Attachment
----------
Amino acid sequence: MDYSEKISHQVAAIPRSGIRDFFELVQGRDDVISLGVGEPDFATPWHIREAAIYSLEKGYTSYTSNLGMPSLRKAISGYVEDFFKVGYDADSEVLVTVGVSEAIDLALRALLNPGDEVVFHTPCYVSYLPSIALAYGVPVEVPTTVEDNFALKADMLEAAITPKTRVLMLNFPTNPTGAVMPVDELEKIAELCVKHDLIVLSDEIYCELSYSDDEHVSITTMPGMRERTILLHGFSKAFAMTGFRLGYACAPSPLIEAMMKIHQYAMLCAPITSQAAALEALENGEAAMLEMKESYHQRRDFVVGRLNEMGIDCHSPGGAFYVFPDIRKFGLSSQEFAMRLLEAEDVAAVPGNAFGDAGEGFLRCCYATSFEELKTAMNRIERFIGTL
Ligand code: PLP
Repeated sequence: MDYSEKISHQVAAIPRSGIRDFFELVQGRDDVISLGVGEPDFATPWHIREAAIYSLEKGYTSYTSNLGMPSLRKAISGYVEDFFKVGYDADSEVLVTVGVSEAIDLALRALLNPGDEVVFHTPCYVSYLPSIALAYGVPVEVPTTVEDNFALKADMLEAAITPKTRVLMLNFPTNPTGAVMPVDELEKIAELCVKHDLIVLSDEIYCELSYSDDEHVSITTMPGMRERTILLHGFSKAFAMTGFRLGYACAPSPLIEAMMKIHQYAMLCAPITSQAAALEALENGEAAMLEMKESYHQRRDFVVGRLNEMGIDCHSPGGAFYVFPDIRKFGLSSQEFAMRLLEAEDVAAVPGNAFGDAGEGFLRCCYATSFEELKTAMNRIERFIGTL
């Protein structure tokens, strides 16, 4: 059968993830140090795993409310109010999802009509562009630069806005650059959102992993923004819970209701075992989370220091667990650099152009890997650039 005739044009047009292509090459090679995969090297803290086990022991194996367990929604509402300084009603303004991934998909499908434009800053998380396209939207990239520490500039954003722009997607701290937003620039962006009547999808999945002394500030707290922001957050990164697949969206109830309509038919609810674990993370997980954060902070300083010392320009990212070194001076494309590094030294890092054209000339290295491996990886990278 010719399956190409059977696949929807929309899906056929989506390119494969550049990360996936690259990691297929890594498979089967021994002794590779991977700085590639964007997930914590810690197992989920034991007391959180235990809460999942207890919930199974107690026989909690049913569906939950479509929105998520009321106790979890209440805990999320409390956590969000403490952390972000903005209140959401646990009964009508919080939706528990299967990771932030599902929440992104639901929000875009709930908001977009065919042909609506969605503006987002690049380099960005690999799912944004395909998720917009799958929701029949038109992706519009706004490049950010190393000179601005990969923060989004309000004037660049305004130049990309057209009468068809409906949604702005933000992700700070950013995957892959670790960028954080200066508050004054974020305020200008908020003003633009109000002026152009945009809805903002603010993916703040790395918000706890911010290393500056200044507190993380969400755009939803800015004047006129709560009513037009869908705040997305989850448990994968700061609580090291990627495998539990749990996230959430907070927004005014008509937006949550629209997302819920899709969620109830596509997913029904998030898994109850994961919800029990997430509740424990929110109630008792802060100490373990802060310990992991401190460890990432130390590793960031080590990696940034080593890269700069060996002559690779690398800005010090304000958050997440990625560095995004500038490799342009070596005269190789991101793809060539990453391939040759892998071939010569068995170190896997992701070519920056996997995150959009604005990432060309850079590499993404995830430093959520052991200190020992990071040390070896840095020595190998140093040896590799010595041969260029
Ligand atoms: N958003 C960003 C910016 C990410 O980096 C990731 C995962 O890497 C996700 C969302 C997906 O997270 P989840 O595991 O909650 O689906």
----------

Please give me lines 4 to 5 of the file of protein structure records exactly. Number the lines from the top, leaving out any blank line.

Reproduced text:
């Protein structure tokens, strides 16, 4: 059968993830140090795993409310109010999802009509562009630069806005650059959102992993923004819970209701075992989370220091667990650099152009890997650039 005739044009047009292509090459090679995969090297803290086990022991194996367990929604509402300084009603303004991934998909499908434009800053998380396209939207990239520490500039954003722009997607701290937003620039962006009547999808999945002394500030707290922001957050990164697949969206109830309509038919609810674990993370997980954060902070300083010392320009990212070194001076494309590094030294890092054209000339290295491996990886990278 010719399956190409059977696949929807929309899906056929989506390119494969550049990360996936690259990691297929890594498979089967021994002794590779991977700085590639964007997930914590810690197992989920034991007391959180235990809460999942207890919930199974107690026989909690049913569906939950479509929105998520009321106790979890209440805990999320409390956590969000403490952390972000903005209140959401646990009964009508919080939706528990299967990771932030599902929440992104639901929000875009709930908001977009065919042909609506969605503006987002690049380099960005690999799912944004395909998720917009799958929701029949038109992706519009706004490049950010190393000179601005990969923060989004309000004037660049305004130049990309057209009468068809409906949604702005933000992700700070950013995957892959670790960028954080200066508050004054974020305020200008908020003003633009109000002026152009945009809805903002603010993916703040790395918000706890911010290393500056200044507190993380969400755009939803800015004047006129709560009513037009869908705040997305989850448990994968700061609580090291990627495998539990749990996230959430907070927004005014008509937006949550629209997302819920899709969620109830596509997913029904998030898994109850994961919800029990997430509740424990929110109630008792802060100490373990802060310990992991401190460890990432130390590793960031080590990696940034080593890269700069060996002559690779690398800005010090304000958050997440990625560095995004500038490799342009070596005269190789991101793809060539990453391939040759892998071939010569068995170190896997992701070519920056996997995150959009604005990432060309850079590499993404995830430093959520052991200190020992990071040390070896840095020595190998140093040896590799010595041969260029
Ligand atoms: N958003 C960003 C910016 C990410 O980096 C990731 C995962 O890497 C996700 C969302 C997906 O997270 P989840 O595991 O909650 O689906």